Newspaper article Pittsburgh Post-Gazette (Pittsburgh, PA)

If Andy Ran in Mayberry Today Big Money Could Crush His Hopes of Being Sheriff

Newspaper article Pittsburgh Post-Gazette (Pittsburgh, PA)

If Andy Ran in Mayberry Today Big Money Could Crush His Hopes of Being Sheriff

Article excerpt

The headline in The New York Times Tuesday was typical of the way Andy Griffith has been remembered across the nation: "Andy Griffith, Folksy TV Sheriff from Mayberry, Dies at 86." Other obits remembered Griffith for his long-running role as the lawyer Matlock -- another folksy (if more cantankerous) character.

But Griffith's rise to fame in the late 1950s took an odd route through a film that harnessed Griffith's natural Southern charm to a frenetically dark message about the mixture of politics, advertising, money and media.

In Elia Kazan's "A Face in the Crowd," Griffith plays a rogue hillbilly, Larry "Lonesome" Rhodes, who is discovered picking on his "git-tar" in a drunk-tank by a small-town, college-educated radio producer, Marcia Jeffries, played by Patricia Neal. With Marcia's help, Rhodes evolves into a multimedia star who uses his charisma to convince his audience to buy everything from vitamin pills to presidential candidates.

Rhodes knows he has the power to sway his rural, southern and working-class audiences, those "rednecks, crackers, hillbillies, hausfraus, shut-ins, pea-pickers -- everybody that's got to jump when somebody else blows the whistle," even though he belittles and berates them when his microphone is turned off. Marcia eventually exposes him by leaving his mic on, and at the end of the film Rhodes is left alone in his penthouse, drunk, lonely and desperate for the love of his audience that he thought was real.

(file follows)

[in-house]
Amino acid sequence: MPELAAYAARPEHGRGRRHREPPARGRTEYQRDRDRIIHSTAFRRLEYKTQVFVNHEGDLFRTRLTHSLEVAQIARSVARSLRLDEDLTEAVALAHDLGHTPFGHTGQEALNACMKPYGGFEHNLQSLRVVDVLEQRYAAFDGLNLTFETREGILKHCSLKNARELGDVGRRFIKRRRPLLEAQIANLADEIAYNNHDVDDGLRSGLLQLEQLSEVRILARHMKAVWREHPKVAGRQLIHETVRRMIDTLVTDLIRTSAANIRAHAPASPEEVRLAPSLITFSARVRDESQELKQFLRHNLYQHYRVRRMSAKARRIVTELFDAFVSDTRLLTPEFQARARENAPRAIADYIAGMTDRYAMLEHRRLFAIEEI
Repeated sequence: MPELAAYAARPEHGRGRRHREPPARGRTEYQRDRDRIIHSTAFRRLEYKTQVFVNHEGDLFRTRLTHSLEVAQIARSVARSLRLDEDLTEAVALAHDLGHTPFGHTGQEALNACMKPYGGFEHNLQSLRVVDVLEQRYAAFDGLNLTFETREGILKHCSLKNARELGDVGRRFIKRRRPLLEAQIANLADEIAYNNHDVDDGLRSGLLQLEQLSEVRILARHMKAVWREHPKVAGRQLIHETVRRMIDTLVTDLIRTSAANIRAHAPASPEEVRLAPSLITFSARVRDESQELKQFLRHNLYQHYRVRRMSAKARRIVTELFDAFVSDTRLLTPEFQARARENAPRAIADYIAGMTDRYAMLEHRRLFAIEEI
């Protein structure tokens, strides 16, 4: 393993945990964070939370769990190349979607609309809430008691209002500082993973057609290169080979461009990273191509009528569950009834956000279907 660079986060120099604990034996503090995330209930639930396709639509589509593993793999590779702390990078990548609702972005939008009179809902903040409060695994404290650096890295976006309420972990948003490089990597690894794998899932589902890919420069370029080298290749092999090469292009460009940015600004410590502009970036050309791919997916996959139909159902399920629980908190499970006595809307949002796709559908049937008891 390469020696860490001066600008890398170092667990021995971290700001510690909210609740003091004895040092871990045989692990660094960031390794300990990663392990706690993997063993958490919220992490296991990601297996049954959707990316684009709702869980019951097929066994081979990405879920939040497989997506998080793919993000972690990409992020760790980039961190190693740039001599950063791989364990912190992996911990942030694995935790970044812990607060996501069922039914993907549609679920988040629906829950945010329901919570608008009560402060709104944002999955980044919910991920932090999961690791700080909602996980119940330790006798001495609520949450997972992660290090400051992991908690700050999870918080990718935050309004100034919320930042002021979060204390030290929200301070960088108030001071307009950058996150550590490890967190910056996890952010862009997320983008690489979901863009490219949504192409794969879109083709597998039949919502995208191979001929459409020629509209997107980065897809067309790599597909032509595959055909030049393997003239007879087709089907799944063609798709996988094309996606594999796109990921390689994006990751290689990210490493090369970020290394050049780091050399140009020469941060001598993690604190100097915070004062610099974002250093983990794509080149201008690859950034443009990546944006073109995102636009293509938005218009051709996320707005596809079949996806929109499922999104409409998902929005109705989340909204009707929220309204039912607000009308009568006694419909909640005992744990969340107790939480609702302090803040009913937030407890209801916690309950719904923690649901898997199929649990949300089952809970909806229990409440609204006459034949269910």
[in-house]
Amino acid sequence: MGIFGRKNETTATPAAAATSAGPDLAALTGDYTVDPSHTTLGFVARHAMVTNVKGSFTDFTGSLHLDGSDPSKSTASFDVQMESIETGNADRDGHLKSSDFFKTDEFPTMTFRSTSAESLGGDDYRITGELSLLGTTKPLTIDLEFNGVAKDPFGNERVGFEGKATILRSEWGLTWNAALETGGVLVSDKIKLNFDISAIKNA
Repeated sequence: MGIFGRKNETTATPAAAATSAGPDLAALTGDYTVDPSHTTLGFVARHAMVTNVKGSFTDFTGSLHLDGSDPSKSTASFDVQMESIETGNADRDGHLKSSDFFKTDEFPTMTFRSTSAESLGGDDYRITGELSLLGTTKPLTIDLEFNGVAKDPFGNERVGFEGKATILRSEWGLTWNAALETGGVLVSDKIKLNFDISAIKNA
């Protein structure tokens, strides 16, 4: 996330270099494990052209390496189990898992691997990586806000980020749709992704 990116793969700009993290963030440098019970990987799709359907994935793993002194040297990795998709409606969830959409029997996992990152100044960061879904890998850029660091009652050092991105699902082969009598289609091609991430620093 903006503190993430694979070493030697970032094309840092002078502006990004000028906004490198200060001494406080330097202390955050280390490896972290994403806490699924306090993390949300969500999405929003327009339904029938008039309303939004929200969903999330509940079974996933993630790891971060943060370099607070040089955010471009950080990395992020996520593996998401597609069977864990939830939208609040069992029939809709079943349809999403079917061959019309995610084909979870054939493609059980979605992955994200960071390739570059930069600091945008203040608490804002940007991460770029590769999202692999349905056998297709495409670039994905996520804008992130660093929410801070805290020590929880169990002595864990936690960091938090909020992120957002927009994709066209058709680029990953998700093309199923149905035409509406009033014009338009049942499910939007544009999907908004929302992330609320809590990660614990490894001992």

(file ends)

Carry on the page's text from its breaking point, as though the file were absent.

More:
I first used "A Face in the Crowd" in the classroom in 1997 in a course about films that took aim at the culture industry -- in this case, television.

By 1957, when "A Face in the Crowd" debuted, television had mightily shrunk the film-going audience, and Elia Kazan and Budd Schulberg used the character of Lonesome Rhodes to swipe at both the power of the idiot box as well as the gullibility of the mass audience.

One of the central arguments of "A Face in the Crowd" is that big money, big advertising and big media have the power to distort our democratic system. If this was more prophecy than reality in 1957 the film is a poignant reminder today, in the wake of the Citizens United Supreme Court decision, that we are uniquely challenged to overcome the influence on our politics of billionaires and 24-hour cable news programs. …

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